Ada Fisher: Trump was not always wrong
By Ada Fisher
Love him or hate him, President Donald John Trump’s administration from 2016-2020 was one littered with achievements that Trump detractor suppression efforts are cloaking to ensure that his political ambitions don’t rise again.
The kernels of truth for many of the Trump policies are being overlooked in the media’s portrayal of him, the Democratic Party’s leftist platform expressing a desire to become even more appealing to everyone on every issue and a Republican Party cowering in submission for Trump’s approval even at the expense of its Republican pledge, which isn’t as far afield of the U.S. Constitution as its leaders often haphazardly veer.
First came the call for a wall along portions of the southern U.S. border. The influx of illegal immigrants was and is a concern of many, but the reasons espoused went beyond humanitarian to political. Evidence strongly suggests that the wall has stemmed the flow of those coming from across the Mexican border, but at what cost was it done? The surge of illegal, unaccompanied minors into this nation should give us all cause to pause in seeking to undo the Trump administration edict that those seeking entrance had to have papers from appropriate governments through which they have passed. Though stances to let more in and granting a pathway to citizenship for those here illegally still resounds, downplayed are those who are here with a significant criminal past and involved in trafficking people without regard to their health and safety. There’s also what should be a primary concern — screening for illnesses such as the coronavirus, tuberculosis and other public health issues. The rule of law should prevail.
The persistent cry about the legality of the 2020 U.S. presidential elections misses the need to refocus the message on election integrity issues, which have been at stake and could probably significantly alter future outcomes. The U.S. Constitution is clear in making sure that voting is only a right for citizens whereby the Republican-influenced 15th Amendment expanded to ensure such for Black Americans. The Constitution says voting is a right which should not be abridged, but it doesn’t say it must be made perpetually more convenient beyond reason.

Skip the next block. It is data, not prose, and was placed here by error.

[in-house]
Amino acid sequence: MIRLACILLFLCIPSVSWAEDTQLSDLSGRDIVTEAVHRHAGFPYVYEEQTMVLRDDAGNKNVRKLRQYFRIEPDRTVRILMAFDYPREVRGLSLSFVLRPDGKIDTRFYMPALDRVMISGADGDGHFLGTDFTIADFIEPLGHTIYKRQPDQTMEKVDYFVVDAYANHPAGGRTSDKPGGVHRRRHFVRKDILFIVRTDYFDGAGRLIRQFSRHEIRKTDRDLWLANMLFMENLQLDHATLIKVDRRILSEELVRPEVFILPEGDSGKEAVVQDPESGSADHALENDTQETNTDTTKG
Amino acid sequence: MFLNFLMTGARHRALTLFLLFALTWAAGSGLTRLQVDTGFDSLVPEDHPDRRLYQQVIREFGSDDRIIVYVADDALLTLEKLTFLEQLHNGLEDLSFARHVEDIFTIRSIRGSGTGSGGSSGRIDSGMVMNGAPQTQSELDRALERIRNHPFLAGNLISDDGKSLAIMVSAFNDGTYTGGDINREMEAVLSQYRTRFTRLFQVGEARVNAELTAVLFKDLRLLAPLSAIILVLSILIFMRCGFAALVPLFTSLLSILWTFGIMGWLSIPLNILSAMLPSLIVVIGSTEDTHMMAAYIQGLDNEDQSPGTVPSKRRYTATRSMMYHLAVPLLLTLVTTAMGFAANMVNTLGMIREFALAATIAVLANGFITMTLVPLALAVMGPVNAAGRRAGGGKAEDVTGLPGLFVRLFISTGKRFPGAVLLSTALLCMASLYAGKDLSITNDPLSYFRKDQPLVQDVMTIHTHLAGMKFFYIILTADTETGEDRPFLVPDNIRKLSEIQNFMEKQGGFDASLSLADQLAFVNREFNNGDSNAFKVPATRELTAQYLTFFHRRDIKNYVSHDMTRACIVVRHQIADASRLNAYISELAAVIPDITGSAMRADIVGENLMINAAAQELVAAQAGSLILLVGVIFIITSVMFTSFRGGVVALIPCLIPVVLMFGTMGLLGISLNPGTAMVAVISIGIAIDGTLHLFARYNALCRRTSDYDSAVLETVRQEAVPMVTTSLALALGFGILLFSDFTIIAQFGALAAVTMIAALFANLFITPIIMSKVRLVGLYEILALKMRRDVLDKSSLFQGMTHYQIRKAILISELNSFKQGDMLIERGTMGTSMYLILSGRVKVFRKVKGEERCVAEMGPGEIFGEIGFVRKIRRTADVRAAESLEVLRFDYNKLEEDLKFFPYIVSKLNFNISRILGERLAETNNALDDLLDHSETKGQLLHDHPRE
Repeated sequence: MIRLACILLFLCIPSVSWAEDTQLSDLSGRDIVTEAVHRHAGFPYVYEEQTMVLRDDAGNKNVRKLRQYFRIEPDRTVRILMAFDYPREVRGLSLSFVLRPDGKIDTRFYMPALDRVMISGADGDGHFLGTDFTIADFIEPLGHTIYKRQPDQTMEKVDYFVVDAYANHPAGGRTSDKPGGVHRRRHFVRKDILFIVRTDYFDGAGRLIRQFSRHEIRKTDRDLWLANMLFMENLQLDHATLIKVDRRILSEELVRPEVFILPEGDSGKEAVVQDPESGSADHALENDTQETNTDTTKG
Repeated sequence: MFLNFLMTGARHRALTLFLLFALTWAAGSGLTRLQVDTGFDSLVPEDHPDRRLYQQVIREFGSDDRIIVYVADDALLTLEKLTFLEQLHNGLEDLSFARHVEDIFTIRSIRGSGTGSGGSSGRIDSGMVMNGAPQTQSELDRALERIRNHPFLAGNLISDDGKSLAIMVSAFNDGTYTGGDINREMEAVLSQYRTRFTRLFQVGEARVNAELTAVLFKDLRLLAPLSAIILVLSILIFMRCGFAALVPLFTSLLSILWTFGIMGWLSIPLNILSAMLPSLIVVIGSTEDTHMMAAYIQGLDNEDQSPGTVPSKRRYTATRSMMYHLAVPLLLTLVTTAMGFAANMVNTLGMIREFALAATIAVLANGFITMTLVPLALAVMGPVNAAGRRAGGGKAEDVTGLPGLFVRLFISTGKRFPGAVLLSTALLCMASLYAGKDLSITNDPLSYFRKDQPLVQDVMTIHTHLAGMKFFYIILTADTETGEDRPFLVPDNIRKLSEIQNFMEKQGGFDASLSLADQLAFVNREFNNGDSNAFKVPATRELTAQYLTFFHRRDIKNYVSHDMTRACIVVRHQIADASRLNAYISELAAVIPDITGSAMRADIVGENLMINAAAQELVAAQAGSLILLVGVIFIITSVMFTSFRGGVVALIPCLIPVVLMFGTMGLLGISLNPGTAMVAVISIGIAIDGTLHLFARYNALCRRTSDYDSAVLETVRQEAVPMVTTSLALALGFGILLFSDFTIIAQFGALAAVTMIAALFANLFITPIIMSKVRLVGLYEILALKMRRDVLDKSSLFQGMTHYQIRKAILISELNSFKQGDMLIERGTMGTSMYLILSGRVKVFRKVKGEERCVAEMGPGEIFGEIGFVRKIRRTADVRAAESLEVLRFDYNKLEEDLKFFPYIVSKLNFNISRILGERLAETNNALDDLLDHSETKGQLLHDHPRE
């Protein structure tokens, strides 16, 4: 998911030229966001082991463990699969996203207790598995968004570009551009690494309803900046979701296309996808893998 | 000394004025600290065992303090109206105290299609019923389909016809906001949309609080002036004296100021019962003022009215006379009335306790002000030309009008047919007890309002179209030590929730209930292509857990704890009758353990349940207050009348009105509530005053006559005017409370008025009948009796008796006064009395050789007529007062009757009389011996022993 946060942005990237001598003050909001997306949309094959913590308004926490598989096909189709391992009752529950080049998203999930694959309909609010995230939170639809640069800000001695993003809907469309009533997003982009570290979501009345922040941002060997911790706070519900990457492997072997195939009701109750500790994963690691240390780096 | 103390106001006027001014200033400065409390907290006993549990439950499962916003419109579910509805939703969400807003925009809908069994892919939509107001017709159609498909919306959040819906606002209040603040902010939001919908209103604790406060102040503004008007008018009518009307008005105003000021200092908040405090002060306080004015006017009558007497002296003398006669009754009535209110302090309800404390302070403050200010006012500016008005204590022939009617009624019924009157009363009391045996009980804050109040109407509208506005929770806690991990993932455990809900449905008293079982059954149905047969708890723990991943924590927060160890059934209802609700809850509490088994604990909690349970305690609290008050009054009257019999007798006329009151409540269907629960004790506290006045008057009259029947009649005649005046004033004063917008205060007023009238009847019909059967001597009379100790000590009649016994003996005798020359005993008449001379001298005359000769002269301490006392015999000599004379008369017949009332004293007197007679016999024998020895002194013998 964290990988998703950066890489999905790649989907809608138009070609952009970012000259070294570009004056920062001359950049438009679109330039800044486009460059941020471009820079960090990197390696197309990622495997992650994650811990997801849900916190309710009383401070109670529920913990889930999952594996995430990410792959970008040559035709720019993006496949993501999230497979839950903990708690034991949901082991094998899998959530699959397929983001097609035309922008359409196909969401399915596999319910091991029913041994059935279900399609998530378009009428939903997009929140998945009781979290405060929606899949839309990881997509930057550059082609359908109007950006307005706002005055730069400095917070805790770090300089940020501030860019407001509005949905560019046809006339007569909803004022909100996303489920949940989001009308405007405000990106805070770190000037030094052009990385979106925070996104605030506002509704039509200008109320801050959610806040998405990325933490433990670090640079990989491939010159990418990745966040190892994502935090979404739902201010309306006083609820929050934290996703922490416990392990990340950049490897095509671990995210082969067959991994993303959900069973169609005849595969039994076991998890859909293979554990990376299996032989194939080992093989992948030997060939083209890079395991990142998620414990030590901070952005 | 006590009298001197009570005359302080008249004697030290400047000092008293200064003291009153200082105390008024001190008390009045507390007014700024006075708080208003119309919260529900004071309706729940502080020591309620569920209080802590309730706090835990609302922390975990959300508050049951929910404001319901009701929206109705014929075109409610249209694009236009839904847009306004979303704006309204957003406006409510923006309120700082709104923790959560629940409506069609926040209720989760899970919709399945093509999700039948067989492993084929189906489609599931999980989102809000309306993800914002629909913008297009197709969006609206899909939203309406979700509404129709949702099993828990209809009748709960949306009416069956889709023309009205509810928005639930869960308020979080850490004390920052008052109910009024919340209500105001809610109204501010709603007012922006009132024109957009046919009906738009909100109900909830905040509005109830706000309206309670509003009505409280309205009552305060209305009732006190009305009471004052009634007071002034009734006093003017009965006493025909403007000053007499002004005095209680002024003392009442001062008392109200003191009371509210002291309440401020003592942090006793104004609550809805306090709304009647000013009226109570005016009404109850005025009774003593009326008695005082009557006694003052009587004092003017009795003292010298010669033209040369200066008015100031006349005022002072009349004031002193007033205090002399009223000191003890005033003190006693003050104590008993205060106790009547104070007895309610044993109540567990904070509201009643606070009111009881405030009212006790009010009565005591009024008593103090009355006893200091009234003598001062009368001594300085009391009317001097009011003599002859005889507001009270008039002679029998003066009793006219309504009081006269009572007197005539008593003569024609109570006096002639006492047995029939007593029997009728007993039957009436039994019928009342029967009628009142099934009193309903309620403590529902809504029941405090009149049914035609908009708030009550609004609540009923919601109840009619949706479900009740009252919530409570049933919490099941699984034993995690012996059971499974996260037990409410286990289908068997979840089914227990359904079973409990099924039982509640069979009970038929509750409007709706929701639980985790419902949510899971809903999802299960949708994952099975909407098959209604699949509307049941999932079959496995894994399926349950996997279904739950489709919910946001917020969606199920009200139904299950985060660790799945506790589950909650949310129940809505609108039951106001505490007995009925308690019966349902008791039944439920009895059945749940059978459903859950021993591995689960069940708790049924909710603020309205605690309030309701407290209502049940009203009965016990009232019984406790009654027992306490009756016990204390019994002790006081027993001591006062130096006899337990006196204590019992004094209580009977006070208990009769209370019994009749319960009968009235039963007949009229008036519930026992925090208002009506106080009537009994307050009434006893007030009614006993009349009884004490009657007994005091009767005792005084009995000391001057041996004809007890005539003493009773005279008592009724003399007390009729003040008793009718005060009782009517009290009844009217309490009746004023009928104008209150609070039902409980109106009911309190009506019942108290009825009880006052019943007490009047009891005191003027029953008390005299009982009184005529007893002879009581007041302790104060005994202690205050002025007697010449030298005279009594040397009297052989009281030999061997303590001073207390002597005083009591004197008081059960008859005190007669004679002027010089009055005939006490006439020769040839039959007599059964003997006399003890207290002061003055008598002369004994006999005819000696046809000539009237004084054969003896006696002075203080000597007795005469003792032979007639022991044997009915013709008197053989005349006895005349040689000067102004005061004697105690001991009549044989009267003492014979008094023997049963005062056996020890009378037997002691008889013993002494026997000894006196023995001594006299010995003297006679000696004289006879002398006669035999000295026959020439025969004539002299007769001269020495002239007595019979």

We have entered an age where IDs are required for everything — from driving to flying, hailing an Uber, acquiring utilities and property, enrolling in school or entering those premises on behalf of one’s child. It is ludicrous to assume that checking one’s ID is symbolic for harassment or voter suppression. Mail-in-ballots are not the issue as much as certifying in some consistent manner that legitimate voters are so involved. Ballot harvesting should not be allowed. North Carolina lost a 9th District Republican congressmen when this happened. Why Democrats insist on this remains an enigma.
President Trump did not cause the coronavirus and should not be blamed for its tragic outcomes. As of late, Dr. Anthony Fauci, director of the US Institute of Allergy and Infectious Diseases, has publicly acknowledged Trump’s executive order on Operation Warp Speed was crucial in getting the vaccine research, ventilators and other equipment in a responsive pipeline after years of neglect for such among other presidents. The rhetoric was in defiance of the best medical opinions and sometimes ignored or not always made as transparent as the public would like. However, the positive COVID-19 test for President Trump and his subsequent treatment at the Walter Reed Hospital for the illness was the best advocate for advances in medical science. He looked better after treatment than he had often during his administration. Sadly, the slowness in publicly demonstrating leadership by acknowledging he had been vaccinated or wearing a mask would have served to advocate public safety and public health as indicated.
The need to restart schools and the economy espoused by Trump truly appreciated the damage to the economy and the Treasury Department’s lack of gold to back the stimulus payments going to citizens. The signature of the president on the initial checks, though criticized, resulted in the Biden administration issuing a letter acknowledging his efforts for this as well.
But the untold and more likely to be appreciated story in the near future was the creation of the U.S. Space Force and requirement in Trump’s stimulus proposal that a disclosure of the scope of understanding of our federal agencies in regard to unidentified aerial phenomena occur by the end of June. The 1947 report from Roswell, New Mexico, encounters relative to an alleged captured UFO hinted at a bendable metal which would return to its previous shape, defied belief for many. Steven Spielberg’s preoccupation in Star Wars with cloaking of stealth bombers is seen in today’s Nighthawk and Raptors and alludes to the reengineering of a possible unknown space vehicle.
As annoyed as many can get with Trump, in many respects he may have been on to something. Don’t count Trump out, but hope that we can identify many leaders who will stand up to advocate what is right rather than buckle to what may be politically convenient.
Salisbury’s Ada Fisher is a licensed teacher, retired physician, former school board member and former N.C. Republican national committeewoman.